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From: Sven Hegewisch
Subject: Re: Home brew linear accelerator?
Date: Wed, 25 Sep 2002 10:24:57 +0200
Organization: [posted via] Leibniz-Rechenzentrum, Muenchen (Germany)
References: <3D8B60B3.1090107@BOGUS.earthlink.net> <3D8C1E99.74B9964D@earthlink.net> <3D8DC36E.516C8809@webaccess.net> <3D8EC823.7A1A0777@Physik.Uni-Muenchen.DE> <3D9033D3.992ED850@Physik.Uni-Muenchen.DE>
NNTP-Posting-Date: 25 Sep 2002 08:25:01 GMT
X-Mailer: Mozilla 4.7 [de] (WinNT; I)
George Gonzalez schrieb:
> Sorry, I see your reasoning, but IMHO it's a tad faulty:
> (1) The fact that atmospheric pressure will oxidize a getter does not tell
> us much what will happen at 0.0000000001 atmos. pressure.
> (2) One very old trick, to resuscitate a gassy tube, was to use a propane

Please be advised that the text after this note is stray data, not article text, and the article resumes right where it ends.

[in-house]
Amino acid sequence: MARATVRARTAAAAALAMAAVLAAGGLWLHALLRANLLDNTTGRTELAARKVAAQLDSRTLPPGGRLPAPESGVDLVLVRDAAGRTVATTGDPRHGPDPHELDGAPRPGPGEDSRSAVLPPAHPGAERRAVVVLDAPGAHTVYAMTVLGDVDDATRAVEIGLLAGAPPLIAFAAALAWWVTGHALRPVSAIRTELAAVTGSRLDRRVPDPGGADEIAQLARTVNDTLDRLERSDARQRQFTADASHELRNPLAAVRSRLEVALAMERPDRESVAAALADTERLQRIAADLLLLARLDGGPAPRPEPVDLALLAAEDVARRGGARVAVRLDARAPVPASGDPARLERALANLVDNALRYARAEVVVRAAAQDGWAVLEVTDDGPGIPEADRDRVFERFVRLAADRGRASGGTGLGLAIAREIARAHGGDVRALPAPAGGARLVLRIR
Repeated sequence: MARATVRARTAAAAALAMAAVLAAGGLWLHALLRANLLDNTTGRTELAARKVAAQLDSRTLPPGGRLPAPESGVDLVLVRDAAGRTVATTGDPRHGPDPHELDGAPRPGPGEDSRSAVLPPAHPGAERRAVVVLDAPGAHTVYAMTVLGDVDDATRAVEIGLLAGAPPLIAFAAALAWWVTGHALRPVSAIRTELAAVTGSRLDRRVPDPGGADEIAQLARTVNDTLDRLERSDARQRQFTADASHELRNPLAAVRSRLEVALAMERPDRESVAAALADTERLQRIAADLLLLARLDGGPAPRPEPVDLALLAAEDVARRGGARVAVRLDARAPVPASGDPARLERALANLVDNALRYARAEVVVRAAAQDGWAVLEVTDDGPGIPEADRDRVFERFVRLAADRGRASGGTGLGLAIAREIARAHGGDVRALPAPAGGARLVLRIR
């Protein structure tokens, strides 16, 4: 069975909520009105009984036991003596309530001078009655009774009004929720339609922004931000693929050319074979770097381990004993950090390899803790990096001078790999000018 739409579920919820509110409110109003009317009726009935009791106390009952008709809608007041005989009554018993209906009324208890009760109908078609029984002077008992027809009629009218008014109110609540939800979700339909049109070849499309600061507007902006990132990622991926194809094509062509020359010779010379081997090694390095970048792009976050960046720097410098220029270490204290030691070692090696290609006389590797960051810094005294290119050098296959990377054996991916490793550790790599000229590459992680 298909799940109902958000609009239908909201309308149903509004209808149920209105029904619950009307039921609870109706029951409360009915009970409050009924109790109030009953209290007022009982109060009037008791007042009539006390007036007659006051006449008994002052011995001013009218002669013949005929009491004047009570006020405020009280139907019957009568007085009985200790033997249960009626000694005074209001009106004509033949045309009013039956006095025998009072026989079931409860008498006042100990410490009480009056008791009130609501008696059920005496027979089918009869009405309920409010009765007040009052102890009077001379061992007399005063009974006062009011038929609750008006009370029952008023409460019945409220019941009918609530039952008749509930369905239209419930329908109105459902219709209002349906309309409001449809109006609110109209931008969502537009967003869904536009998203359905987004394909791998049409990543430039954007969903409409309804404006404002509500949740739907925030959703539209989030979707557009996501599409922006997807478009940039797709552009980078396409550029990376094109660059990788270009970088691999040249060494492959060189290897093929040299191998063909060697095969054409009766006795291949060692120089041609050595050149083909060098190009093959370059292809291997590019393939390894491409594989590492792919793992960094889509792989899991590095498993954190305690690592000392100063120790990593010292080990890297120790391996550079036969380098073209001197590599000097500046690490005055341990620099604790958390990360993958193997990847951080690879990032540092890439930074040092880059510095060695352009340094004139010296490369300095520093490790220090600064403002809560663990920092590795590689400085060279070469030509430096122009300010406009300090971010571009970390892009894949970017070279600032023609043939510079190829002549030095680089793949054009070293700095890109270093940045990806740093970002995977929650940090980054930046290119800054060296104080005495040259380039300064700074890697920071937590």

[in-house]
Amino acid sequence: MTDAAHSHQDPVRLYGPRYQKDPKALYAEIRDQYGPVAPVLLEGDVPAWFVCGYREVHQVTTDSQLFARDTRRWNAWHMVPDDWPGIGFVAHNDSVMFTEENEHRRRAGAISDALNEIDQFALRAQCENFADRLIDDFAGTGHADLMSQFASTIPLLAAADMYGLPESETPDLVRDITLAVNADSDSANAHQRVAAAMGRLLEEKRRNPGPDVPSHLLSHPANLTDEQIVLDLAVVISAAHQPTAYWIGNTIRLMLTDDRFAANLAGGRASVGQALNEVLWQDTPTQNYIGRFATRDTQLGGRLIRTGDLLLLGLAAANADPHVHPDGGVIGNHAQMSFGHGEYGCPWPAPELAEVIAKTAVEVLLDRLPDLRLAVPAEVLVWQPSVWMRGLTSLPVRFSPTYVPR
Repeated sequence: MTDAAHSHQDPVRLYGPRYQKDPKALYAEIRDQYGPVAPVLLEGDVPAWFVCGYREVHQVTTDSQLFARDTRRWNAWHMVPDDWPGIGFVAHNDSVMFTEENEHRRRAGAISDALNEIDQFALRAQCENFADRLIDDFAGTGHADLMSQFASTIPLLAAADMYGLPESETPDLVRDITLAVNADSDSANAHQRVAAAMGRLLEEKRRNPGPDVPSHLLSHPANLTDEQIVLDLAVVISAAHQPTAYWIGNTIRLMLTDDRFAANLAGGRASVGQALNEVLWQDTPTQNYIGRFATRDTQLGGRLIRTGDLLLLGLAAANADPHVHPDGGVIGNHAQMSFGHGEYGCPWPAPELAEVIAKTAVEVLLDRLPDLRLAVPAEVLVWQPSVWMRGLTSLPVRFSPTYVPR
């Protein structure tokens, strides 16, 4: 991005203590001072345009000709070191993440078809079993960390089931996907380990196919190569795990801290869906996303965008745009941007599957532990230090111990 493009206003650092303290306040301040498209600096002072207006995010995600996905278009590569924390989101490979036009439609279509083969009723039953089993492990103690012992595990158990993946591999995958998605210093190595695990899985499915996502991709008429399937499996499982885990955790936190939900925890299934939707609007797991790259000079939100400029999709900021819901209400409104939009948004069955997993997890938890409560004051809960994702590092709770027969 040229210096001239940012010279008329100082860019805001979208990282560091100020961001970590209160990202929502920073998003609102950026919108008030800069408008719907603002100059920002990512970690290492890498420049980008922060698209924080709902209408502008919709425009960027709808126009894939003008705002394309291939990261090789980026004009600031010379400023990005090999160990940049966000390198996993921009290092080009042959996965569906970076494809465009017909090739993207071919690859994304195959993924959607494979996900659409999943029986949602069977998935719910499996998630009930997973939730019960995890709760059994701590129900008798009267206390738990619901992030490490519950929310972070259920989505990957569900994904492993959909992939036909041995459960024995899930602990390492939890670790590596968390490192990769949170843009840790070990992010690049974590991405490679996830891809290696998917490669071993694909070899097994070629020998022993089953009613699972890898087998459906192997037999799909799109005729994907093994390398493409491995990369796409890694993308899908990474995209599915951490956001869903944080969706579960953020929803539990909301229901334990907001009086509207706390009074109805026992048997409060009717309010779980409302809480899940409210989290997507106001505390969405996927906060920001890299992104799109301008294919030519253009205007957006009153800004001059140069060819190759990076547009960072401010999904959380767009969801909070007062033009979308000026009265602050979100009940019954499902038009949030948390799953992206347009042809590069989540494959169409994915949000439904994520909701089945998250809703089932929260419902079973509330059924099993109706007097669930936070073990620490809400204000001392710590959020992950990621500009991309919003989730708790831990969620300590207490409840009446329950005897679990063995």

> torch to heat the flashed area of the glass. This would sometimes do the
> trick. This would tend to indicate that cold getter material doesnt absorb
> much if any gas.
The heating produces a new surface so it can pump faster.
> (3) I too have seen power tubes with oxidized getters. It's not clear to me
> whether the getter was doing its job, or if the high glass tempeerature of a
> runaway gassy tube did the oxidation, or both.
> I'd say the evidence is inconclusive, either way.
I really dont think so.
Please see the following link:
This article is from 1950, a time when vacuum tubes where state of the art.
See especially the last table ( #III ) with the outgassing and working
temperatures of typical getters. For barium the working temperature
is 20 - 200 degrees centigrade ( Celsius ).
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